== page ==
A signature page, preapproval letter, or the name of the competing buyer's agent, etc. proves very little of the existence of another offer. In writing your question you already doubt the honesty of the agent. It would follow that if you were correct in assessing their integrity that it would also be possible for them to lie about the name of the agent, etc, or produce false or outdated documentation. I'm not much into conspiracy theories though so I generally don't bother with this sort of posturing; it really will only serve to insult the listing agent which will hurt your possibility of acceptance in the end.

I like where Jennifer is going with using the code, but I think it simpler than that. Article 1 of the 2011 Realtor's Code of Ethics states:

When representing a buyer, seller, landlord, tenant, or other client as an agent, REALTORS® pledge themselves to protect and promote the interests of their client. This obligation to the client is primary, but it does not relieve REALTORS® of their obligation to treat all parties honestly...

There it is, plain and simple; realtors can't lie in a real estate transaction. If you really want to go through the exercise of finding out whether another offer exists, file a complaint with the local board of realtors against said lying realtor (I'm serious about this by the way) and ask them to produce proof that they didn't lie. Any agent worth their salt will have copies of both offers and will quickly be able to put both on the table in front of the hearing panel. One of two things will happen, they will be able to produce both or they risk losing an ethics complaint which could carry a fine. Be aware however that this sort of strategy only really works after the fact and if employed during negotiations will likely cause you to win the battle but lose the house.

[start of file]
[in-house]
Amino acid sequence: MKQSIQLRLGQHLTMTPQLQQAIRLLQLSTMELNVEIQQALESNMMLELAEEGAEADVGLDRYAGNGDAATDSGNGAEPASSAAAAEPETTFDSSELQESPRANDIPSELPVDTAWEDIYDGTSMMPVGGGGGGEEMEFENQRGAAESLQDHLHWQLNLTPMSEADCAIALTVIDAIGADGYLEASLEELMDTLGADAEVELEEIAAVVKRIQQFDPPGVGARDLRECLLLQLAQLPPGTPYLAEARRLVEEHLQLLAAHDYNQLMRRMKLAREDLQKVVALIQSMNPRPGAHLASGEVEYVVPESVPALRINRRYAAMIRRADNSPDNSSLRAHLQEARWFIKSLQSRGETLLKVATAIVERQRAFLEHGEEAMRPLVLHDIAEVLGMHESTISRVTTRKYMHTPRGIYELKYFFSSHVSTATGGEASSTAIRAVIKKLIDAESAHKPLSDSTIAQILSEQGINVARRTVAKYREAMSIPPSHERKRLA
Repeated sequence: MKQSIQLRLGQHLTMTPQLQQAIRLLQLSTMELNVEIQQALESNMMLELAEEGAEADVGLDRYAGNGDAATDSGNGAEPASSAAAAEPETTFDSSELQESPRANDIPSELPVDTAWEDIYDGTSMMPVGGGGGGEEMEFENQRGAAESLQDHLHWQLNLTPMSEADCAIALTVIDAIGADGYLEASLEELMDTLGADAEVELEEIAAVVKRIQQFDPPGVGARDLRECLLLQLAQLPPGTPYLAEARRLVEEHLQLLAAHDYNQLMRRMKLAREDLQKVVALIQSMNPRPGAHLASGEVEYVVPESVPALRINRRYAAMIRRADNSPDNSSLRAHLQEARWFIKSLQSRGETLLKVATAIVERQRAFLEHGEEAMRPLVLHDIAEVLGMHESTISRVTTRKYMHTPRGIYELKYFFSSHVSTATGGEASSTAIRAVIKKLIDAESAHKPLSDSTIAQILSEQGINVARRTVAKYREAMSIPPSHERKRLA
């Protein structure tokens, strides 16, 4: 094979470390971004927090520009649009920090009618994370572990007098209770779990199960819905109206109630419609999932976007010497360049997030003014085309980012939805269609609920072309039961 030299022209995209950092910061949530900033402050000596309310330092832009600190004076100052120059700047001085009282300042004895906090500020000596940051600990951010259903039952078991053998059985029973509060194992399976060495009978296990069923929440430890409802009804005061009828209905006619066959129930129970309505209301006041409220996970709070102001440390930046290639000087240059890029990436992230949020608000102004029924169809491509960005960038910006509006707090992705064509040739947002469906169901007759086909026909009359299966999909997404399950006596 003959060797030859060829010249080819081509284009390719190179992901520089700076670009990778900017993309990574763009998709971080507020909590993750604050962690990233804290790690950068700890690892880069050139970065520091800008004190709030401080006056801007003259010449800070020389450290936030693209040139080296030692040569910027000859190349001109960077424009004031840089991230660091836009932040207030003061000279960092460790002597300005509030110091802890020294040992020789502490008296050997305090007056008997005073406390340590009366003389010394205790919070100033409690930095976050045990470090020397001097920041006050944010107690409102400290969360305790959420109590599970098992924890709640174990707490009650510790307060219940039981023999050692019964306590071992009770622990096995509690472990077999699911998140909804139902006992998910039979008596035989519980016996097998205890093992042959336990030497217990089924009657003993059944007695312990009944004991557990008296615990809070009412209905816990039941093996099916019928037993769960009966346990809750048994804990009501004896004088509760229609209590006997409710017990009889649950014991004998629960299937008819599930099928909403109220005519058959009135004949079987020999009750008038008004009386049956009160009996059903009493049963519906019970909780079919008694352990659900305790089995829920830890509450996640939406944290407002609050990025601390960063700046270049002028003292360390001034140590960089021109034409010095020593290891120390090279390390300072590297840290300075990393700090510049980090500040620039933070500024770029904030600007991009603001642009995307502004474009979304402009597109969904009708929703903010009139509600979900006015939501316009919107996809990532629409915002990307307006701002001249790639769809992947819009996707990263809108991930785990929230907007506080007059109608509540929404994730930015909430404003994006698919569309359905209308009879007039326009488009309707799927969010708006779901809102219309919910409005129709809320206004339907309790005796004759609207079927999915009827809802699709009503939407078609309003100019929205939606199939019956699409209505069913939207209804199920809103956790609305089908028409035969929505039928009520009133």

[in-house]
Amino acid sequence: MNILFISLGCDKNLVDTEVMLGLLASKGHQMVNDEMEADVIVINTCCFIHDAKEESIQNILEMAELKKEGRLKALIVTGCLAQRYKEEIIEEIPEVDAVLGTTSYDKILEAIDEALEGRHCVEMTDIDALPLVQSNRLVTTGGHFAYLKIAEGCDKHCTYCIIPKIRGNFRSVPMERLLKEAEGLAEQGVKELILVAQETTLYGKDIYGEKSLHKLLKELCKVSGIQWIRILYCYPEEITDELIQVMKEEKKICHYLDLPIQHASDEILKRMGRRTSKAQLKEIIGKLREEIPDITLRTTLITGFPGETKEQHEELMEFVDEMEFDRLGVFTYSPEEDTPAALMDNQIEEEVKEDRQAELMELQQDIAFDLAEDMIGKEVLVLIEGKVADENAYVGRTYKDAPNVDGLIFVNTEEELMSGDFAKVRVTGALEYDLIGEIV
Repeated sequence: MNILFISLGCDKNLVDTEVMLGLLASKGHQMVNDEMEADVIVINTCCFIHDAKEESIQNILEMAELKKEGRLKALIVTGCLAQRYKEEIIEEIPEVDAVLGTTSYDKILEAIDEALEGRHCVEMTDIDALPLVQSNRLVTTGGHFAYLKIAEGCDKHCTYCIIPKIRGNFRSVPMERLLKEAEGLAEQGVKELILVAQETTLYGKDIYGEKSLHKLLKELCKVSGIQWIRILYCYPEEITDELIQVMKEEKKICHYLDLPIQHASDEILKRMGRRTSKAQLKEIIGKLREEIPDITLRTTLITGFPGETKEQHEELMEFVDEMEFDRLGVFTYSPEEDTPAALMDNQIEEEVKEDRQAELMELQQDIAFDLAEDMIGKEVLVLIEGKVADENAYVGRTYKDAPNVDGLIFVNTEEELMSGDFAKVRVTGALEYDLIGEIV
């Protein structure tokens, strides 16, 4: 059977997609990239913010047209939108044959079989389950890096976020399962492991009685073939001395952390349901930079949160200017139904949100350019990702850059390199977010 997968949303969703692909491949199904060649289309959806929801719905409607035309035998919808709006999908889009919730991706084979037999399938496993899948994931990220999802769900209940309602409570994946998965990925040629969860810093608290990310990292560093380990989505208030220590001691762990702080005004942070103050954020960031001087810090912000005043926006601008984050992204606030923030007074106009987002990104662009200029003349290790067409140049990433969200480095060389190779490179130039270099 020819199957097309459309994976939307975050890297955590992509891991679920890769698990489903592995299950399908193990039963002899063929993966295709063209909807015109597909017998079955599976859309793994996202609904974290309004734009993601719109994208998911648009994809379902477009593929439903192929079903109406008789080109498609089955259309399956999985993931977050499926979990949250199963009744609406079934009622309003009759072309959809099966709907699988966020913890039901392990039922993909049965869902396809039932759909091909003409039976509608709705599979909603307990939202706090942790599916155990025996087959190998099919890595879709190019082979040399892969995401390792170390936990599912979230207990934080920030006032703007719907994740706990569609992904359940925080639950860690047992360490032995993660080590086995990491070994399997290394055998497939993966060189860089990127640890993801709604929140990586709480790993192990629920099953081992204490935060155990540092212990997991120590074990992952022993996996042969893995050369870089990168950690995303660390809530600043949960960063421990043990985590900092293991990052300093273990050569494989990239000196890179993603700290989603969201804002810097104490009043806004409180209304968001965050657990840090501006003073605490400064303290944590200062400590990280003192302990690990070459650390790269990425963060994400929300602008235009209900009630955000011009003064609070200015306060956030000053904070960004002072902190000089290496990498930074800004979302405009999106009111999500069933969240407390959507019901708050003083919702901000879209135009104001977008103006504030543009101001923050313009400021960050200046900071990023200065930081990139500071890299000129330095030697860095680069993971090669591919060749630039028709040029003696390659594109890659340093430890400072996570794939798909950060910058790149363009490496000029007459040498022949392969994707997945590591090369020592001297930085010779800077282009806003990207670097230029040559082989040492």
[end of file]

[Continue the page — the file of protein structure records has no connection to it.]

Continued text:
What would I do? Trust is the basis of all working relationships, and if you don’t trust your realtor you need to find a new one. Complicating the matter however is the fact that if you submitted an offer, a contract for representation likely exists between you and their broker. You could ask to be assigned to another realtor at the same brokerage or you simply ask the realtor to voluntarily end the contract for representation. Notice the key word in the last sentence though – voluntarily. You might even offer them some money for the time they spent and in consideration of their willingness to cancel the contract. The compensation might soften the blow of losing a client and make it easier for them and you to move on.

Now I know what you are thinking (or at least could be thinking). Why would I give a dime of my hard earned money to that lying cheating jerk? By no means do you have to…but then again they don’t have to agree to cancel their contract either. Failing their agreement to cancel or the broker’s reassignment to another agent, one of two scenarios plays out. One: you buy a house with a person you don’t trust and question whether you got hoodwinked for as long as you own the house. Two: you put your plans on hold until the contract expires and you find another agent at that time. The choice is ultimately up to you.